High Variance

Bad Behavior in Kids' Books

We do a lot of reading in my house and I don’t pay much attention to age/reading levels. R (who just turned three) likes books geared to her own age as well as lots that are for older kids. Most of the time, this works out well. She misses some nuance (e.g., the rich description of The Wizard of Oz) and sometimes the main point (e.g., the literalness of Amelia Bedelia), but she’s almost always entertained. And I think she gets a lot out of pushing the envelope. The best examples of this are science and nature books. We’ve been reading the Pooh Encyclopedias (Nature and Animals) and Chickens Aren’t the Only Ones for months and she’s learned a ton.

The place where we get in trouble is when we read books for older kids with bad behavior. I don’t mean where the main characters are having fun and they do bad stuff like jumping on the bed (like those damn monkeys and Skippyjon Jones) even though these are also inspiring in the wrong way. I mean those books that try to teach kids to behave by showing them how not to behave. The prototypical example is Berenstein Bears and Too Much Teasing which we read over Thanksgiving. What we learned is that saying “Nah nah na nah nah” and calling your father “Flub-a-dub” are hilarious. The novelty wore off fast (for me, not her). When we read Best Friends for Frances we learned that doing things with No Boys Allowed is fun. When we read How do Dinosaurs Play with Their Friends? we learned to hog up toys and say “Mine!” and when we read How do Dinosaurs Say Goodnight? we learned to demand even more stories than usual before bed. R learned that fighting (and making up) with your friends is fun from the otherwise truly wonderful Oh What a Busy Day.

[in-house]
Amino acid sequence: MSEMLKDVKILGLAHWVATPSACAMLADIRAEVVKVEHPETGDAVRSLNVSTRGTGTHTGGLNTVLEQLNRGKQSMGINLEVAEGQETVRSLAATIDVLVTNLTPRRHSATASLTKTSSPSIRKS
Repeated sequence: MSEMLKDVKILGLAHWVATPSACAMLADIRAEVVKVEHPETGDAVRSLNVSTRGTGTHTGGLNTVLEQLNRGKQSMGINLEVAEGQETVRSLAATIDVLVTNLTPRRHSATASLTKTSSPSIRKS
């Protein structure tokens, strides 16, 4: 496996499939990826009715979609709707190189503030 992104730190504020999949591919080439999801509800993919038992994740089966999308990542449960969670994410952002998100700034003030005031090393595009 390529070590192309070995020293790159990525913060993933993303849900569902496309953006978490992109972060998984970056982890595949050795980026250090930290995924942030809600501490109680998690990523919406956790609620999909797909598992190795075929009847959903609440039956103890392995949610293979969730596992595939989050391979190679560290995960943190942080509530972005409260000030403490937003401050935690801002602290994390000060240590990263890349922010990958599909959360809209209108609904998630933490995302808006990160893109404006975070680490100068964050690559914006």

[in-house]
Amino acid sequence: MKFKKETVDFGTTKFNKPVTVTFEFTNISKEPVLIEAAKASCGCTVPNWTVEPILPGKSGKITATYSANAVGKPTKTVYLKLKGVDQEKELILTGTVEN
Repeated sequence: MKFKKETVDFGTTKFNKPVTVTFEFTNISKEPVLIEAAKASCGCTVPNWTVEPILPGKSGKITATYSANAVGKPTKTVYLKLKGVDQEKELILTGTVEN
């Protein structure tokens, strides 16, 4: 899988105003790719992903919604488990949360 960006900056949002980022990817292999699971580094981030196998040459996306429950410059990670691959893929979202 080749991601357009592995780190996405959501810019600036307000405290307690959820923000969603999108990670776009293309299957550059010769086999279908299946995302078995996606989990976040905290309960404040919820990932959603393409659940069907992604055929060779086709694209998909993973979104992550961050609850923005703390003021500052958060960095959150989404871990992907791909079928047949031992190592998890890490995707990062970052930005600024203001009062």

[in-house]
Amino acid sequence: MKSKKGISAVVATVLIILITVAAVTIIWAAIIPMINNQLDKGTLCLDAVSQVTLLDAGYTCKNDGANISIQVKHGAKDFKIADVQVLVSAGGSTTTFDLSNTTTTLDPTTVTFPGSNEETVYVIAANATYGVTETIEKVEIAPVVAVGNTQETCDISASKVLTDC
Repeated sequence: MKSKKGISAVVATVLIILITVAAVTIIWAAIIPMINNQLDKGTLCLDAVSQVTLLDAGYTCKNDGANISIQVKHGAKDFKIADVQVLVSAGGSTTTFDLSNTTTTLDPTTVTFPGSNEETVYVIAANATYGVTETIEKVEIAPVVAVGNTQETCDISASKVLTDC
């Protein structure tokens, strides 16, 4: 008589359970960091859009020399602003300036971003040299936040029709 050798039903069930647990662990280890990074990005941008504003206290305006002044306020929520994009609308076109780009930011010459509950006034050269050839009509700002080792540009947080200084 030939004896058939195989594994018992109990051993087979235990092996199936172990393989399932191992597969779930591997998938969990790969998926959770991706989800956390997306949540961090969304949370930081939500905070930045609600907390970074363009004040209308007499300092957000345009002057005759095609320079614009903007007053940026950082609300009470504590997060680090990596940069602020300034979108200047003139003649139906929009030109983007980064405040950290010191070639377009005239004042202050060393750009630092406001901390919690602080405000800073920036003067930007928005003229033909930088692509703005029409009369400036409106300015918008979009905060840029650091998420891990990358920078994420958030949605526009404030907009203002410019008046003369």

In fact, the only case I can think of where the authors actually pull off this trick is How to Be a Friend which is a remarkably great manual from which most adults would learn a thing or two. R has yet to copy the bad stuff and is on the edge of her seat throughout. It even gets a lot of requests (i.e., “Excuse me, will you read this?”)

The lesson we’ve learned in our house is to recognize and quarantine these books as fast as possible and hope we remember to bring them out again when the girls are ready. Of course, we’ll probably be reading them to R as her younger sister A listens in and then goes and jumps on her bed!